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Aka Phantom Ladies Over Paris. Usually, it started like this. When stage magician Céline (Juliet Berto) goes traipsing across a Parisian park, she unwittingly drops first a scarf, then other objects which librarian Julie (Dominique Labourier) cannot help but pick up. So begins a fanciful and obsessive relationship between the two, which soon sees Céline sharing Julie’s apartment and each of them playfully switching identities in their daily lives. As they increasingly indulge their fantasies, they find themselves trying to rescue a young girl Madlyn (Nathalie Asnar) from a supposedly haunted house that Julie worked in and Céline lived next to as a child.  Now it appears to be filled with ghosts (Barbet Schroeder, Marie-France Pisier, Bulle Ogier) …So, my future is in the present.  One of the greatest films ever made, Jacques Rivette’s fragmented narrative of two feisty young women started with two stories by Henry James (The Other House;  The Romance of Certain Old Clothes), giving him a bit of a head start, then he liberally sprinkled some Alice in Wonderland into the mix, created a drama of identity, a rescue fantasy, a story about storytelling, a movie about the cinema, sometimes speeding up and sometimes slowing down, a fiction about fictional creation (because ‘to go boating’ means to take a trip), and came up with a fantasy that adult life could always be as good as your childhood dreams. This is a woman’s film in the very best sense that we can imagine and is of course the source of Desperately Seeking Susan. Devised by Rivette and the stars with input from Ogier and Pisier,and Eduardo de Gregorio, this is a remarkable film of disarming charm, once seen never forgotten, especially with its 194 minute running time. A female buddy film like no other. It doesn’t hurt to fall off the moon!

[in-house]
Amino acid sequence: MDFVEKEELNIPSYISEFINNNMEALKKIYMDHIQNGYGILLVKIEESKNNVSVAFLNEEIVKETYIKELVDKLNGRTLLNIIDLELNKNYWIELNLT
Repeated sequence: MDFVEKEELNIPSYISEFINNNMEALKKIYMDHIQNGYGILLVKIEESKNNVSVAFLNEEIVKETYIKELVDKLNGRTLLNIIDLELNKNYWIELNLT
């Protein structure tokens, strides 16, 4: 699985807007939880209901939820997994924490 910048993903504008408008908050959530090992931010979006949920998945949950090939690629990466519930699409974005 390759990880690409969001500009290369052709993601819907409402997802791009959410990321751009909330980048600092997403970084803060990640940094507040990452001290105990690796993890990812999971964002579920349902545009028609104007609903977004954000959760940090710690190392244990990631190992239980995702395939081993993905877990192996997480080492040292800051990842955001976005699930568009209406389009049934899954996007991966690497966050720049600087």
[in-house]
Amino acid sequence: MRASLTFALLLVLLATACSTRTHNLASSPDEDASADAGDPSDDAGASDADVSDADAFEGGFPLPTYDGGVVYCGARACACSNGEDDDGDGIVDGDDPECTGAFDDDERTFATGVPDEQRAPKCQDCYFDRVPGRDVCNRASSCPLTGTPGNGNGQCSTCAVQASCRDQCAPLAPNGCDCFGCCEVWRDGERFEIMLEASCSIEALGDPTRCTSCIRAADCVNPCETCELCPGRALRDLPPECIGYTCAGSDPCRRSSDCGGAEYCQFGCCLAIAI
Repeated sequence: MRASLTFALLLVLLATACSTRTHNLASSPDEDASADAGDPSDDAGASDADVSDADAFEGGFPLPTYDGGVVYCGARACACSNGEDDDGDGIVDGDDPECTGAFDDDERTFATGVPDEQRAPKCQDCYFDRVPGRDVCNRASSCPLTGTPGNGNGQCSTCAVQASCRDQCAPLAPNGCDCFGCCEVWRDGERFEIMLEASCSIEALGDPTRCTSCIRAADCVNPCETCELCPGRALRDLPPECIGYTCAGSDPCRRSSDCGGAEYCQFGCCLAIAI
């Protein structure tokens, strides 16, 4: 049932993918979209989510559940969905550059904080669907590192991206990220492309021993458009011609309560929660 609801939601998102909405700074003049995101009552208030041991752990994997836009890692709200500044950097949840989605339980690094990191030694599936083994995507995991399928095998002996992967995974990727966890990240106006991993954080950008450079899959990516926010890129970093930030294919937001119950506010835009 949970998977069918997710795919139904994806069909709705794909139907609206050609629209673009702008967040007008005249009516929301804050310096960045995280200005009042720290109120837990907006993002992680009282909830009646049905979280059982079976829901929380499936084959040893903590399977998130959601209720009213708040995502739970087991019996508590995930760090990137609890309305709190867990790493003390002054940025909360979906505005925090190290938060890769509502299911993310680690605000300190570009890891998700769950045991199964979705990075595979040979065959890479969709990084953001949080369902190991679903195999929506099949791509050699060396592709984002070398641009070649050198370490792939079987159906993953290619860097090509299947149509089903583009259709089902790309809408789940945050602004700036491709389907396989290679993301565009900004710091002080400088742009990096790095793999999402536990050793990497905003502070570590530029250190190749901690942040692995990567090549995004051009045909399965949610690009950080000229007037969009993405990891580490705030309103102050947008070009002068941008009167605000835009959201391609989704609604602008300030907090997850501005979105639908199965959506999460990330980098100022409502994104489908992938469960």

Blood from the Mummy’s Tomb (1971)